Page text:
Earth Day 2023

We all deserve to breathe clean air and drink clean water. There is nothing partisan about it. It was because of concerns about clean air and clean water that the Earth Day tradition began. Thousands of students and other groups fought against oil spills, pollution from factories and power plants, raw sewage, toxic dumps, pesticides, species extinction and loss of wilderness. The first Earth Day was celebrated on April 22, 1970. Republicans and Democrats, rich and poor, urban and rural dwellers, farmers, business and labor leaders came together demanding better environment.

By the end of 1970, the United States Environmental Protection Agency was created and the U.S. Congress passed environmental laws including the National Environmental Education Act, the Occupational Safety and Health Act and the Clean Air Act and in 1972 it passed the Clean Water Act. These laws have saved lives, improved air quality and health.

For two decades, concerns about increased use of coal, oil and gas were raised by not only NASA’s climate scientists but by ExxonMobil’s own scientists. Increased use of coal, oil and gas added pollutants including carbon dioxide (CO2) in the air. In 1988, Dr. Hansen testified in the U.S. Congress expressing concerns of global warming. By 1990, Earth Day was globally celebrated by nations for global action. Since the beginning of the Industrial Revolution, human activities have produced 40 percent more atmospheric concentration of CO2, from 280 ppm to 414.7 ppm in 2021. Carbon dioxide emissions reached record high in 2022.

Seventeen out of eighteen warmest years have occurred since 2001 according to NASA.

As concentrations of CO2 and other greenhouse gas emissions increase in the atmosphere, extreme weather events have intensified, our climate has destabilized and pollutants and pollen counts have gone up. Austin is known for problems of pollen allergies throughout the year. Pollen allergies have become much worse with increase in CO2, warmer temperatures and tail pipe emissions resulting from traffic congestion. Austin had 25 “Ozone Action Days” in 2022 which tops the combined total for past eight years. Short term measures like reduction in use of gasoline powered vehicles, equipment and manufacturing and long term measures like transitioning to cleaner energy sources are needed to reduce warming and ground level ozone. People suffering from pollen allergies feel the effects of ground level ozone along with increase in pollens from ragweed, grass, mold, trees and other pollutants. Sneezing, headaches, post nasal drainage and general sense of tiredness are the symptoms that I suffer from, even after taking appropriate measures.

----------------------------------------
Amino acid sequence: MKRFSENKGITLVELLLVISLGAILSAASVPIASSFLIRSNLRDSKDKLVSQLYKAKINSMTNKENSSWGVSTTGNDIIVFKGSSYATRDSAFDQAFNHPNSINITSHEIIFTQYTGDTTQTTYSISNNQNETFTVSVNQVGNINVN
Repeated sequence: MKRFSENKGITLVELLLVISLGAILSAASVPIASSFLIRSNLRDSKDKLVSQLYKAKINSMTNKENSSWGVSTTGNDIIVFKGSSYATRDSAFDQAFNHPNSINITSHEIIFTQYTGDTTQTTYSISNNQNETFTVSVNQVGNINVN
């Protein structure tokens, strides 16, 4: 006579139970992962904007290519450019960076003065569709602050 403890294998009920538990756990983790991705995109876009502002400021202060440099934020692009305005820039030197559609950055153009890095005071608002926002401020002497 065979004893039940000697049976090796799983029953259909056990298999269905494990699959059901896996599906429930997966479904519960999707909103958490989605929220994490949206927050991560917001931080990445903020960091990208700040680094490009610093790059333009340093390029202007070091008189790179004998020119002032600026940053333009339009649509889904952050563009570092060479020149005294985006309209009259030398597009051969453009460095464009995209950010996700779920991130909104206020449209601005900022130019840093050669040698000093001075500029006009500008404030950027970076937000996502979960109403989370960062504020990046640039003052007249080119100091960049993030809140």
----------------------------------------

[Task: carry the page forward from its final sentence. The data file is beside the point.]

Texas is a leader in oil and gas production. A non-profit group, Carbon Mapper has detected methane leaks near drilling sites in Texas. Methane has more than 80 times the warming power of CO2 for 20 years after its release. Methane emissions cause 25% of global warming today. Lack of enforcement of permitting rules on oil and gas operations continue to add to global warming by releasing methane into our environment.

Texas faces many water issues including groundwater pollution, aging infrastructure, drought and flooding. Abandoned oil and gas wells are polluting Texas farms, ranches, and underground water. Texas Railroad Commission (TRCC) which oversees orphan wells in Texas, has reported 140,000 inactive wells. Until these wells are plugged, water contamination is likely to get worse affecting health of humans and cattle.

Clean air and clean water are critical and so are reductions in polluting emissions. There are policy proposals introduced in the U.S. Congress to transition towards clean energy sources but we need a political will and bipartisan approach to drive this transition for improved quality of life for all.

Kalpana Sutaria

Project Manager, City of Austin and Member, Citizens’ Climate Lobby Austin